The Montana Department of Public Health and Human Services say health officials across the state are seeing an increase in outbreaks of gastrointestinal illnesses- investigating eight norovirus outbreaks in the last six weeks. Outbreaks of norovirus often increase in winter months and this year’s activity is similar to outbreaks seen in 2016. This year’s outbreaks have occurred in the counties of Cascade, Fergus, Flathead, Gallatin, Meagher, Missoula, Silver Bow and Yellowstone.

Image/US Department of Interior, US Geological Survey
Image/US Department of Interior, US Geological Survey

Norovirus, a very contagious virus that can affect anyone, is the most common cause of gastroenteritis in Montana and the US. In fact, the average American gets infected with this virus five times in their lifetime.

“Different strains of norovirus can circulate through the state and there is no vaccine,” said Dana Fejes of the DPHHS Communicable Disease Epidemiology Section. “Your best method of prevention is to wash your hands often with soap and water. Once infected, stay hydrated to avoid complications.”

The usual symptoms of norovirus include diarrhea, vomiting, nausea, and stomach pain. There is no specific treatment for this illness and most individuals recover in 1 to 3 days. The illness can last longer and be more severe in young children, older people, or people who have other chronic health conditions.

The virus is highly contagious and can spread rapidly between persons and through contaminated food or water. Norovirus can survive on surfaces and be transferred to other people when they touch the contaminated surface.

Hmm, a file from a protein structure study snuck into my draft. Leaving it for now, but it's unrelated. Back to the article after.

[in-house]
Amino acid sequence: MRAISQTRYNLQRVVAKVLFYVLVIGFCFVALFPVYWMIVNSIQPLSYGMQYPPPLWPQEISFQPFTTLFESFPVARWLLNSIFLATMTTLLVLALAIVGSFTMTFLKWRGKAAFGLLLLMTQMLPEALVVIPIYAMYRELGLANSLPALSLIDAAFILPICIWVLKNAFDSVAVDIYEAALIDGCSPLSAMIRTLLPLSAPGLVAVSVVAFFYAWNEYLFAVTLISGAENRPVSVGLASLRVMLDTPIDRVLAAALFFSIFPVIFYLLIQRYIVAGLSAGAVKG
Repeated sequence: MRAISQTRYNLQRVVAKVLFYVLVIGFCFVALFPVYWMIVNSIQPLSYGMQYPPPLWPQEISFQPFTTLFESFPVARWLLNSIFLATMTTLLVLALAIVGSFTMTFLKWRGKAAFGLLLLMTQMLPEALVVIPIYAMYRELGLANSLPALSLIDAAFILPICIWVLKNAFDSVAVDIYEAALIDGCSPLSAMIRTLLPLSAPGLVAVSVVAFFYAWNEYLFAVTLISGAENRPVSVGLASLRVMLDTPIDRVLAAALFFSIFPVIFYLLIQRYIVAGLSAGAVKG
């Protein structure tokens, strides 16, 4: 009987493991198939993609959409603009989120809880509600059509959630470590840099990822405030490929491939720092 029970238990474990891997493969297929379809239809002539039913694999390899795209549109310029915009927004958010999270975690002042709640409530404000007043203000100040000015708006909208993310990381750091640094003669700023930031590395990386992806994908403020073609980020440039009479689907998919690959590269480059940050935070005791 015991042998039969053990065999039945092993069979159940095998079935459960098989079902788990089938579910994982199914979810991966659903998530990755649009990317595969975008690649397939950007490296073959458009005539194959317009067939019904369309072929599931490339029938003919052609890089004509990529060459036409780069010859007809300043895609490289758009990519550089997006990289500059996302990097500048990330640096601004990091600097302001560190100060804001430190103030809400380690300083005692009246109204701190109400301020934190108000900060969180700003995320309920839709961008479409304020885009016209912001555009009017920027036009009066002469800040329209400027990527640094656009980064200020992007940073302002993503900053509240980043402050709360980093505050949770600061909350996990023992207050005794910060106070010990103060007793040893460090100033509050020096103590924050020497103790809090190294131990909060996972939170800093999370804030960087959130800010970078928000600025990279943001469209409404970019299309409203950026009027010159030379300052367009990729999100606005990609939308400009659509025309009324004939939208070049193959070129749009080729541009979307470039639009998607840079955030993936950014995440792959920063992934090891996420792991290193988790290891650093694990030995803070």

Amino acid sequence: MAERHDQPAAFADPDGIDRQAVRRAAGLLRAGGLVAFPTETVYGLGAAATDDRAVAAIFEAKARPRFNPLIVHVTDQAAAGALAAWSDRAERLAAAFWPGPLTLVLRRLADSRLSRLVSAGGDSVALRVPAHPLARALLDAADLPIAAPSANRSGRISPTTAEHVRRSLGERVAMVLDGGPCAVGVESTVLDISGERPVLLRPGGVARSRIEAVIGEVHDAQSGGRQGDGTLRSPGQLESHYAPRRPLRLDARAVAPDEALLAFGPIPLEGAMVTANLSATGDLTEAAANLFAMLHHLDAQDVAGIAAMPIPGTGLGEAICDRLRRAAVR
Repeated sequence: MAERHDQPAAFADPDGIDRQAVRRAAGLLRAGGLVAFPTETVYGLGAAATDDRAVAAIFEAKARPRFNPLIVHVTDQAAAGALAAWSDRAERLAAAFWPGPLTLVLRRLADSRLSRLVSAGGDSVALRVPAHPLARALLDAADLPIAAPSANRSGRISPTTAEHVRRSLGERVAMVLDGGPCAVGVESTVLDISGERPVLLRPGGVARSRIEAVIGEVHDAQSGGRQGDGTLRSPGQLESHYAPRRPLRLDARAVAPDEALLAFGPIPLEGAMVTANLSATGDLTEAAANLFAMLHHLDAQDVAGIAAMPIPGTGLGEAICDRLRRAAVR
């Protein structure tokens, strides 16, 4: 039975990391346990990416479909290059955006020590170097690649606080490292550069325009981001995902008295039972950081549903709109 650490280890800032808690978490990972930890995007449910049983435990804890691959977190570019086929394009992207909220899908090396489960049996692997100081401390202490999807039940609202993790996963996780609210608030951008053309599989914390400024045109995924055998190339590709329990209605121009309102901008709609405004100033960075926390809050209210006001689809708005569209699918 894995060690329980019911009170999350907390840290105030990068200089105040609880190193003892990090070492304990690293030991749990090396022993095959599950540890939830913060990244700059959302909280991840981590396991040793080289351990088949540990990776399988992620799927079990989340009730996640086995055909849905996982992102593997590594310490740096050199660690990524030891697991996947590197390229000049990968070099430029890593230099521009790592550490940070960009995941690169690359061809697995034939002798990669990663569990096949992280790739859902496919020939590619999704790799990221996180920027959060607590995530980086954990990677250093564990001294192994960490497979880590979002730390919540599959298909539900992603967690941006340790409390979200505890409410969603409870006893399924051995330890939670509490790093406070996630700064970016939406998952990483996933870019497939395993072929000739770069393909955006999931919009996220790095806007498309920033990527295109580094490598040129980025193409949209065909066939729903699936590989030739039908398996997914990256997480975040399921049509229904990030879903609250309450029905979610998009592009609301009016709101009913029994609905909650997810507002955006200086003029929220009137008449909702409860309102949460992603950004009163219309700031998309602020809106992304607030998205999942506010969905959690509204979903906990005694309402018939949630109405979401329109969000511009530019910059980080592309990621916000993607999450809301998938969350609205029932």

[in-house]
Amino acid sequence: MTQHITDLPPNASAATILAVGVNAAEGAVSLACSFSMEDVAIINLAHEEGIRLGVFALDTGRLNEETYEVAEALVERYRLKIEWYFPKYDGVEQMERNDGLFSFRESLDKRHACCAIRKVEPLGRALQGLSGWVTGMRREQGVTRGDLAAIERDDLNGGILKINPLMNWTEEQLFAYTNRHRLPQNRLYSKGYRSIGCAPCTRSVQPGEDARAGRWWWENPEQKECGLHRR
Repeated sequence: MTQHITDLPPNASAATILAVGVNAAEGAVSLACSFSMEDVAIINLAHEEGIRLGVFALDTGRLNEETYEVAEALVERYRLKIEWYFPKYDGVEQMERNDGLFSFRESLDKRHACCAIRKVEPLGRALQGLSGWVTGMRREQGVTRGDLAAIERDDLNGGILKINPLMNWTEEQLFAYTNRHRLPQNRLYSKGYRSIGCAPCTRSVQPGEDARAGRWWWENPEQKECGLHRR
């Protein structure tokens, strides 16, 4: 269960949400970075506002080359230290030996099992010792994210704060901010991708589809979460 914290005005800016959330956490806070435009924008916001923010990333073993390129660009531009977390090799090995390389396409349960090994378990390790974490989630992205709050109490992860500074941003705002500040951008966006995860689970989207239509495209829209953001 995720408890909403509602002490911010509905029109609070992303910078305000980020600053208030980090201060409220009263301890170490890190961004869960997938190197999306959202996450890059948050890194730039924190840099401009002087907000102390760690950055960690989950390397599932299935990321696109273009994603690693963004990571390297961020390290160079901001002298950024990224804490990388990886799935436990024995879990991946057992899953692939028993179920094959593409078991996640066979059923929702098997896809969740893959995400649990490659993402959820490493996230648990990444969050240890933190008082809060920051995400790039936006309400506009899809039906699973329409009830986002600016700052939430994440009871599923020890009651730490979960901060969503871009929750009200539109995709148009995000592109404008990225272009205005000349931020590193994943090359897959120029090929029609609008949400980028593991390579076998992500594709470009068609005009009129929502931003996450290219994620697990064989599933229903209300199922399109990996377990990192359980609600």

DPHHS and local authorities are reminding individuals to do their part to protect the community. “Stay home when you are ill and don’t prepare food for others,” Fejes said.

Public health officials advise following simple tips to prevent the spread of norovirus and many other infectious illnesses:

  • Practice proper hand hygiene: Wash your hands carefully with soap and water, especially after using the bathroom or changing diapers and always before eating or preparing food. Alcohol-based hand sanitizers can be used in addition to hand washing. But, they should not be used as a substitute for washing with soap and water.
  • Take care in the kitchen: Carefully wash fruits and vegetables, and cook oysters and other shellfish thoroughly before eating them.
  • Do not prepare food while ill: People who are infected with norovirus should not prepare food for others while they have symptoms and for 3 days after they recover from their illness.
  • Clean and disinfect contaminated surfaces:  After throwing up or having diarrhea, immediately clean and disinfect contaminated surfaces. Use a chlorine bleach solution with a concentration of 1000–5000 parts per million (generally 5 to 25 tablespoons of standard household bleach per gallon of water) or other disinfectant labeled as effective against norovirus.
  • Wash laundry thoroughly: Immediately remove clothing or linens that may be contaminated and wash with detergent at the maximum length available cycle, then machine dry. Handle soiled items carefully—without agitating them—to avoid spreading virus.




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